For the last two or three weeks the AUD has been all about industrial commodities and precious metals. The Bloomberg Commodity Index, which tracks returns on 22 raw materials, posted an unprecedented 14 days of gains to Wednesday, closing at the highest since February last year. What is particularly striking is that the global commodity index has not had a down day since the Fed hikes rates in December. This remarkable run helped push AUD/USD up to a high overnight of 0.7868; the highest since October 20th. A poor set of monthly trade figures has since taken some of the shine off the Aussie Dollar and it is around a quarter of cent below its overnight high.
The trade figures were pretty disappointing. October’s tiny surplus was revised away to show a monthly deficit of -$302m. Consensus expectations for November were for a surplus of around $550m. Instead, the balance on goods and services was a deficit of -$628m. Taking the two months together, the overall ‘miss’ compared to expectations was a whopping $1.5bn.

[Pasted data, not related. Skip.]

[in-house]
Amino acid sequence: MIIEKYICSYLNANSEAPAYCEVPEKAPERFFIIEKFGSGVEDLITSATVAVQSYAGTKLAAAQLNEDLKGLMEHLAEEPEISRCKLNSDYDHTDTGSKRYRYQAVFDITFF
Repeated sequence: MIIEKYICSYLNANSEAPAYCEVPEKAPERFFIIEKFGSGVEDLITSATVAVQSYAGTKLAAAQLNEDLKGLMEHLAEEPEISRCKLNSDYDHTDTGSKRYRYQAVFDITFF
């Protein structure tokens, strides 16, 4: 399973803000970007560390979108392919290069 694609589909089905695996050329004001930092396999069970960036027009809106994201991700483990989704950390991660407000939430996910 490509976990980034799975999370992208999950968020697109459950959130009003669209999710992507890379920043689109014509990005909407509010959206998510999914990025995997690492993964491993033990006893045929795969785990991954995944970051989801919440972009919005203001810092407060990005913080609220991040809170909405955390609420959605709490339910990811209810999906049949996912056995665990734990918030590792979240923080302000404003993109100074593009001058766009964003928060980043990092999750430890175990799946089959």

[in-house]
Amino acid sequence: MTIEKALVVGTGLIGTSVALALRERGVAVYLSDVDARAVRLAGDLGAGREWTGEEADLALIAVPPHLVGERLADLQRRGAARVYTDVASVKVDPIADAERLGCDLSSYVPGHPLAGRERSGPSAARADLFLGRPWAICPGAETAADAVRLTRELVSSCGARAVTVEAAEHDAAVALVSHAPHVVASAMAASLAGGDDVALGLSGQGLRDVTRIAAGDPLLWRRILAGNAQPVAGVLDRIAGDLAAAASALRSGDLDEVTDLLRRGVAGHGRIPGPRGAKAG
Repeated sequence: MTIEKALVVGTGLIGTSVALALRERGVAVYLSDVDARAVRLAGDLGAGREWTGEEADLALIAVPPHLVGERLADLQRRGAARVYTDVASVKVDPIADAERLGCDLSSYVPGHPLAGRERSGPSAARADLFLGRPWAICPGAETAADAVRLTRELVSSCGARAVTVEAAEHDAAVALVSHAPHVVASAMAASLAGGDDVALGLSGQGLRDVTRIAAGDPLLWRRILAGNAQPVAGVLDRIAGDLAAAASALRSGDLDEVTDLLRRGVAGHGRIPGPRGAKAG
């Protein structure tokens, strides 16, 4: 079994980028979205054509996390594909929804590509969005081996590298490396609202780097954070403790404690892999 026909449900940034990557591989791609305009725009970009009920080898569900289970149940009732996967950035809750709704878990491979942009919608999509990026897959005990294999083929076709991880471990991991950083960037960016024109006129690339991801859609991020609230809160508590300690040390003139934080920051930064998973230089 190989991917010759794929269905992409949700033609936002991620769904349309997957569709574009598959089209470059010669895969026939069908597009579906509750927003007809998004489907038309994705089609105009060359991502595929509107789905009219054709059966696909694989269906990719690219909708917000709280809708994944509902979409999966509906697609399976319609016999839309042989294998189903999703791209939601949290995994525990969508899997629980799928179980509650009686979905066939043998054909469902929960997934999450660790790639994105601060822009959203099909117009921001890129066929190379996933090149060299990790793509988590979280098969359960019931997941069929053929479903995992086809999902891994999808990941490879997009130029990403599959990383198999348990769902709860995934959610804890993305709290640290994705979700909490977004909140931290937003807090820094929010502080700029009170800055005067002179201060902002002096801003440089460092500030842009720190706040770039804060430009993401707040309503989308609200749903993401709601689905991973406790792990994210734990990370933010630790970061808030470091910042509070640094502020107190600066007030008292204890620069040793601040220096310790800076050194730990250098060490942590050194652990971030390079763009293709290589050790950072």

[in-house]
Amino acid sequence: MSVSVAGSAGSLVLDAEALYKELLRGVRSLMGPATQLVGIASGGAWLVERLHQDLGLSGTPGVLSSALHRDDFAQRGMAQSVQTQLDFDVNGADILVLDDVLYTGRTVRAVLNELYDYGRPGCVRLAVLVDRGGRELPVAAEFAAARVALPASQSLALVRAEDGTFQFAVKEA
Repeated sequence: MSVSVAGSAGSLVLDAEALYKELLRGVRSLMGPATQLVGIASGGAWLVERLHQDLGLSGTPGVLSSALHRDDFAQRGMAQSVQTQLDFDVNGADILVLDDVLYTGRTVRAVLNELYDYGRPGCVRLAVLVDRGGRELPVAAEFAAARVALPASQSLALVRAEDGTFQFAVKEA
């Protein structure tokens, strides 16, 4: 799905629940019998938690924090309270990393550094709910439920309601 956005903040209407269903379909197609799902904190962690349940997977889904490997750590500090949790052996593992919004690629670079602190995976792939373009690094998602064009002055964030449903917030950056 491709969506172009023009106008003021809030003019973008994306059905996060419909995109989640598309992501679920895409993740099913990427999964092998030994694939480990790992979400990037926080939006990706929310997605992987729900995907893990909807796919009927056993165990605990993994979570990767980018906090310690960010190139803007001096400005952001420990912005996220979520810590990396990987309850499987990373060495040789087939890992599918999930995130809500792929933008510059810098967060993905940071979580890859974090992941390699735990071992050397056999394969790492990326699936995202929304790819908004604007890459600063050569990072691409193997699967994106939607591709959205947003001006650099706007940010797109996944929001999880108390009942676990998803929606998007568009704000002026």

Exports were largely flat on the month - just $141 million higher at $31.8 billion - as a two per cent rise in non-rural goods such as iron ore helped offset a fall in cereals and grain, as well as a 23% drop in notoriously volatile non-monetary gold exports. A 26% rise in metals exports was also partially offset by a two per cent drop off coal, coke and briquettes, as China's environmental focus weighed on thermal coal volumes. Imports, meantime, were up 1.0%, or $467 million, driven by an increase in capital goods, with aviation and telecommunications equipment leading the gains.
We have not seen back-to-back monthly deficits in Australia since October 2016 and unless there is a substantial pick-up in December (which is still possible given what happened to commodity prices during the month), then net trade could be an overall drag on Q4 GDP.
The Australian Dollar opens in London this morning at USD0.7840 with GBP/AUD at 1.7295.